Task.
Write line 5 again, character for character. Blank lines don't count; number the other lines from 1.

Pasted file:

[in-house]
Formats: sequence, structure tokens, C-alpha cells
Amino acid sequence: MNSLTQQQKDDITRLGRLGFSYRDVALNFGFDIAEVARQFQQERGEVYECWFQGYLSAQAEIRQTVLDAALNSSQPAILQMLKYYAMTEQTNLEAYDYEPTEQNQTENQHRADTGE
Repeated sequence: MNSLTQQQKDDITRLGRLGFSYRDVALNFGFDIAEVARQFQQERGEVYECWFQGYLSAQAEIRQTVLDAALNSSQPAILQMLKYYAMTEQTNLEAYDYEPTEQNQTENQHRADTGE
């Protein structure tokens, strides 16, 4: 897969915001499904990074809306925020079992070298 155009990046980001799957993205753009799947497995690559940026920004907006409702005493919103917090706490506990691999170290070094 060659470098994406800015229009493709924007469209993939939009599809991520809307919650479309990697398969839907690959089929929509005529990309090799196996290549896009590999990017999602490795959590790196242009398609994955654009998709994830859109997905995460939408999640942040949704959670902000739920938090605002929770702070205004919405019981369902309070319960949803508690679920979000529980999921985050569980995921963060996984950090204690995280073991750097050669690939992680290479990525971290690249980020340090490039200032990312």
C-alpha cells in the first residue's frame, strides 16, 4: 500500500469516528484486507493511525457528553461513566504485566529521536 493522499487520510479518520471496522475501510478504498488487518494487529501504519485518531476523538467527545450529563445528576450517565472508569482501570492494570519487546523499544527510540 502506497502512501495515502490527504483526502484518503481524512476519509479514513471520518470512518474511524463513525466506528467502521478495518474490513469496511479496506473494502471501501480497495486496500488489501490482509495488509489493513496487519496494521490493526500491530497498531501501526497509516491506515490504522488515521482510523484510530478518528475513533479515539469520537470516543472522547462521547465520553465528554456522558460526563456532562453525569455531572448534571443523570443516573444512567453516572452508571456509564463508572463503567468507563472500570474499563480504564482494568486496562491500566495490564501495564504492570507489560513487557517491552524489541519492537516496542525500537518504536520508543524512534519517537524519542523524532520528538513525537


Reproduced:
């Protein structure tokens, strides 16, 4: 897969915001499904990074809306925020079992070298 155009990046980001799957993205753009799947497995690559940026920004907006409702005493919103917090706490506990691999170290070094 060659470098994406800015229009493709924007469209993939939009599809991520809307919650479309990697398969839907690959089929929509005529990309090799196996290549896009590999990017999602490795959590790196242009398609994955654009998709994830859109997905995460939408999640942040949704959670902000739920938090605002929770702070205004919405019981369902309070319960949803508690679920979000529980999921985050569980995921963060996984950090204690995280073991750097050669690939992680290479990525971290690249980020340090490039200032990312």